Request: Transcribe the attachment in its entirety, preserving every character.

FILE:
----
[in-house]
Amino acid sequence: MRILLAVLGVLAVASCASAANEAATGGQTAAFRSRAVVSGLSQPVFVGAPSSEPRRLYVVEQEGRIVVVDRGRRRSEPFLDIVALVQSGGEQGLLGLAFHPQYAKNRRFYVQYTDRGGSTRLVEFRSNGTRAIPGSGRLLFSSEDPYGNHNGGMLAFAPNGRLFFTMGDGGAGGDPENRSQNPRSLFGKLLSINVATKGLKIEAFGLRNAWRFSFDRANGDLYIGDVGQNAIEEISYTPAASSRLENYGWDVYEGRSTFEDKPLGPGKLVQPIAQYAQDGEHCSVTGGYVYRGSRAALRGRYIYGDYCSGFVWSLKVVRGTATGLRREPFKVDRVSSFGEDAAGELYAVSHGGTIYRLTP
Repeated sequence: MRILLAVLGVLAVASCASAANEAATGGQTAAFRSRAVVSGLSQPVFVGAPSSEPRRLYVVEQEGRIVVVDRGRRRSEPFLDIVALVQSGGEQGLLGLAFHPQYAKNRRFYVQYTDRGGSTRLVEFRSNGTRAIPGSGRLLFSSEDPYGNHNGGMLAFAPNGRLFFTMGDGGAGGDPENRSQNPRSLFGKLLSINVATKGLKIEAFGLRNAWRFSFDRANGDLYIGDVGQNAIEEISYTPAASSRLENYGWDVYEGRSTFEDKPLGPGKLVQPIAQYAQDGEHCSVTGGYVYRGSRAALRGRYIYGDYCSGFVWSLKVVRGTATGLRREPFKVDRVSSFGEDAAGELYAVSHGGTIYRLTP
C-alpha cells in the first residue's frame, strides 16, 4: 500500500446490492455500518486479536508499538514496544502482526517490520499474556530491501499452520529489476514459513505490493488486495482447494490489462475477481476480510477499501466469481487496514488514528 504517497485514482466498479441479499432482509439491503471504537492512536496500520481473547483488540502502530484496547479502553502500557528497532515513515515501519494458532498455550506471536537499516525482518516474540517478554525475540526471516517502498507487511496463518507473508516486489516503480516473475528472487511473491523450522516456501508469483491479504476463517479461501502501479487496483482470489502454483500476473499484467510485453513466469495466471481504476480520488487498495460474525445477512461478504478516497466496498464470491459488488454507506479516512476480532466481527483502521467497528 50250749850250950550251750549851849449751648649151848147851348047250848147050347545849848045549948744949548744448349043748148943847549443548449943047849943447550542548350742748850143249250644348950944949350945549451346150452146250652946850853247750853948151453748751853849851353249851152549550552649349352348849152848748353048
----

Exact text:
[in-house]
Amino acid sequence: MRILLAVLGVLAVASCASAANEAATGGQTAAFRSRAVVSGLSQPVFVGAPSSEPRRLYVVEQEGRIVVVDRGRRRSEPFLDIVALVQSGGEQGLLGLAFHPQYAKNRRFYVQYTDRGGSTRLVEFRSNGTRAIPGSGRLLFSSEDPYGNHNGGMLAFAPNGRLFFTMGDGGAGGDPENRSQNPRSLFGKLLSINVATKGLKIEAFGLRNAWRFSFDRANGDLYIGDVGQNAIEEISYTPAASSRLENYGWDVYEGRSTFEDKPLGPGKLVQPIAQYAQDGEHCSVTGGYVYRGSRAALRGRYIYGDYCSGFVWSLKVVRGTATGLRREPFKVDRVSSFGEDAAGELYAVSHGGTIYRLTP
Repeated sequence: MRILLAVLGVLAVASCASAANEAATGGQTAAFRSRAVVSGLSQPVFVGAPSSEPRRLYVVEQEGRIVVVDRGRRRSEPFLDIVALVQSGGEQGLLGLAFHPQYAKNRRFYVQYTDRGGSTRLVEFRSNGTRAIPGSGRLLFSSEDPYGNHNGGMLAFAPNGRLFFTMGDGGAGGDPENRSQNPRSLFGKLLSINVATKGLKIEAFGLRNAWRFSFDRANGDLYIGDVGQNAIEEISYTPAASSRLENYGWDVYEGRSTFEDKPLGPGKLVQPIAQYAQDGEHCSVTGGYVYRGSRAALRGRYIYGDYCSGFVWSLKVVRGTATGLRREPFKVDRVSSFGEDAAGELYAVSHGGTIYRLTP
C-alpha cells in the first residue's frame, strides 16, 4: 500500500446490492455500518486479536508499538514496544502482526517490520499474556530491501499452520529489476514459513505490493488486495482447494490489462475477481476480510477499501466469481487496514488514528 504517497485514482466498479441479499432482509439491503471504537492512536496500520481473547483488540502502530484496547479502553502500557528497532515513515515501519494458532498455550506471536537499516525482518516474540517478554525475540526471516517502498507487511496463518507473508516486489516503480516473475528472487511473491523450522516456501508469483491479504476463517479461501502501479487496483482470489502454483500476473499484467510485453513466469495466471481504476480520488487498495460474525445477512461478504478516497466496498464470491459488488454507506479516512476480532466481527483502521467497528 50250749850250950550251750549851849449751648649151848147851348047250848147050347545849848045549948744949548744448349043748148943847549443548449943047849943447550542548350742748850143249250644348950944949350945549451346150452146250652946850853247750853948151453748751853849851353249851152549550552649349352348849152848748353048